By Daniel Dunaief
I have had one of those weeks where the phrase “It’s a small world after all” applies.
Let’s start with events from over three decades ago, shall we?
I had spent considerable time with Michelle when I was in college, as we both loved biology and studied coenzymes together.
I had met Michelle’s father several times, mostly when a group of us visited her house. Her father, who was a doctor, was a wonderful host.
I had also met Michelle’s father’s partners in his medical practice. We spoke to each other on a first-name basis.
One of his partners and I were in a spacious kitchen as the sun was setting over a nearby hill. The partner asked me my last name.
When I spelled it out, he studied me closely.
“I had a roommate in medical school with exactly the same last name,” he said.
I held my breath.
“His first name was Ivan.”
A small electric shock worked its way through my body.
“That was my father,” I replied.
“Was?” he asked.
My father had died months earlier after an exhausting and painful battle with cancer.
I hadn’t developed “reporter” mode, which is what my children call it when questions leap at rapid fire pace from my brain to my mouth. Instead, I tried to imagine this man and my father as roommates in medical school.
I asked a few questions, for which he had short and not particularly informative answers. Later that night, I called my mom to tell her about the interaction. She said she knew the man and that he and my father were roommates and friends for a short time.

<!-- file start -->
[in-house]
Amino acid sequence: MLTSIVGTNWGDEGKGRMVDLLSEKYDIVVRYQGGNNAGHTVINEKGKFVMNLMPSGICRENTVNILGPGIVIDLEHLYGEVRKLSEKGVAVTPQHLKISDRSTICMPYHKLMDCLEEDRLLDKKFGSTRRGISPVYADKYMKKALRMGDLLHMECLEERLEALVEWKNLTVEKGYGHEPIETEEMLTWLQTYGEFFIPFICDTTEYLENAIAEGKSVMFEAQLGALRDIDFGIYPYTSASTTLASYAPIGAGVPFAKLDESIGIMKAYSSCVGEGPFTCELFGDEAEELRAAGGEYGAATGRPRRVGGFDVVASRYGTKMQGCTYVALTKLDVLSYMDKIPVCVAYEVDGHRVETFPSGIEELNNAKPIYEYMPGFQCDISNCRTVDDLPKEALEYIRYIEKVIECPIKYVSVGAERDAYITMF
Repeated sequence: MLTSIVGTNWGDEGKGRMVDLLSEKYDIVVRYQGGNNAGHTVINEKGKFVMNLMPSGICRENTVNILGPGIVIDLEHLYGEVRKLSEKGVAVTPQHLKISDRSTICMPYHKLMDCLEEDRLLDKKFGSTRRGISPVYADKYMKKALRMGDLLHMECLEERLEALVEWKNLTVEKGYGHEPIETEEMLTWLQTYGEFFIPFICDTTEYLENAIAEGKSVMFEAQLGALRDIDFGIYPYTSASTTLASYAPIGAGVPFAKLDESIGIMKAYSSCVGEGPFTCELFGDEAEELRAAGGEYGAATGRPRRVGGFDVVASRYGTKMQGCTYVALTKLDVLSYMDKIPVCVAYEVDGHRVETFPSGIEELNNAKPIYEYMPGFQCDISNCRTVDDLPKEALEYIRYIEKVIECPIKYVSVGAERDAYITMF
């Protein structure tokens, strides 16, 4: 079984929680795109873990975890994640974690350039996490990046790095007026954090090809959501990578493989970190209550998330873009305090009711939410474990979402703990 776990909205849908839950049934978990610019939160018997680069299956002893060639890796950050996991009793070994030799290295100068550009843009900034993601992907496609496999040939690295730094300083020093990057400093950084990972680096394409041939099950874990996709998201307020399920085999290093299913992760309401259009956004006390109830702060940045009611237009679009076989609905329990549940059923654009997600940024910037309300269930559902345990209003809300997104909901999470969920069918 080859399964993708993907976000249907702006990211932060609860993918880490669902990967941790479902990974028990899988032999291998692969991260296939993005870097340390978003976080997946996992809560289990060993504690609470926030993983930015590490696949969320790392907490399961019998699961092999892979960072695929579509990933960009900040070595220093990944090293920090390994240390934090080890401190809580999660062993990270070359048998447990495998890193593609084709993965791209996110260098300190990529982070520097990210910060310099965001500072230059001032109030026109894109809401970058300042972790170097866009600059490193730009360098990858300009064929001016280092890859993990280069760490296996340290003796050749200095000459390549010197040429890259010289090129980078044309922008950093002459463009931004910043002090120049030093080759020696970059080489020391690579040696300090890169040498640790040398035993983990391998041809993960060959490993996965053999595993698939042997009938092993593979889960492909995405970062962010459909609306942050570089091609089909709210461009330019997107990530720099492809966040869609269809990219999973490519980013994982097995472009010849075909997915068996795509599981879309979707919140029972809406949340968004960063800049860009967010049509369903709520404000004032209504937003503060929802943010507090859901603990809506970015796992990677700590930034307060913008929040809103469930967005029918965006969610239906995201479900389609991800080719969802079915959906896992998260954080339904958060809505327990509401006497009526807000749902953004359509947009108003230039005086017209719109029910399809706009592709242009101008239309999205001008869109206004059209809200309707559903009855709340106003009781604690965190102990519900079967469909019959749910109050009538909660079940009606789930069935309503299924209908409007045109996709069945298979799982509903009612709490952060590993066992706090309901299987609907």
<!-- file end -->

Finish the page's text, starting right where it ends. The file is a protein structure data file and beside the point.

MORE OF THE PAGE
That brings me to story number two. I frequently receive pitch emails from people in the field of public relations. These executives from all over the country and the world — including Japan and Australia — email me with ideas to get their clients into the TBR newspapers.
I can’t always see a direct link between the coverage of stories in a community newspaper on Long Island and ideas that sometimes seem localized to other parts of the planet. When the connection seems tenuous, I don’t always read the emails all that carefully.
Recently, I received one such pitch and, despite not having a strong interest in the subject, read through the entire thing. The public relations executive was suggesting we cover a lecturer, author and authority figure in a particular field.
The first and middle names sounded familiar. When I got to the end of the pitch, where the email shared the person’s background, I realized that this woman and I attended the same college.
In fact, when I saw her picture, I immediately recognized her. She looked remarkably similar to how she looked decades ago —so, kudos to her for an ability to defy the effects of aging and gravity. That, I thought as I looked at her wrinkle-free face, could also be a topic she shares with audiences at conferences.
She not only attended college at the same time and place, but was in the same dorm for three years. In our sophomore year, I was her Secret Santa, which means that I bought small gifts for her and asked friends and roommates to leave them surreptitiously outside her dorm room. It’s a fun gift exchange and improves mental health during exams and amid shorter daylight hours.
One night, I sat at a dinner with my friends, before the “Secret Santa reveal,” suppressing a satisfied smirk as her roommate described what a wonderful Secret Santa her friend had.
Her roommate quoted from the poem I had left her (in my roommate’s considerably more aesthetically pleasing handwriting) with a bottle of bubble bath. Wouldn’t it be funny if the secret to her youthful appearance were bubble baths, which she started using many years ago after getting an inexpensive Secret Santa gift? Probably not.
Either way, it’s a small world where unexpected connections can and do crop up, even in random emails.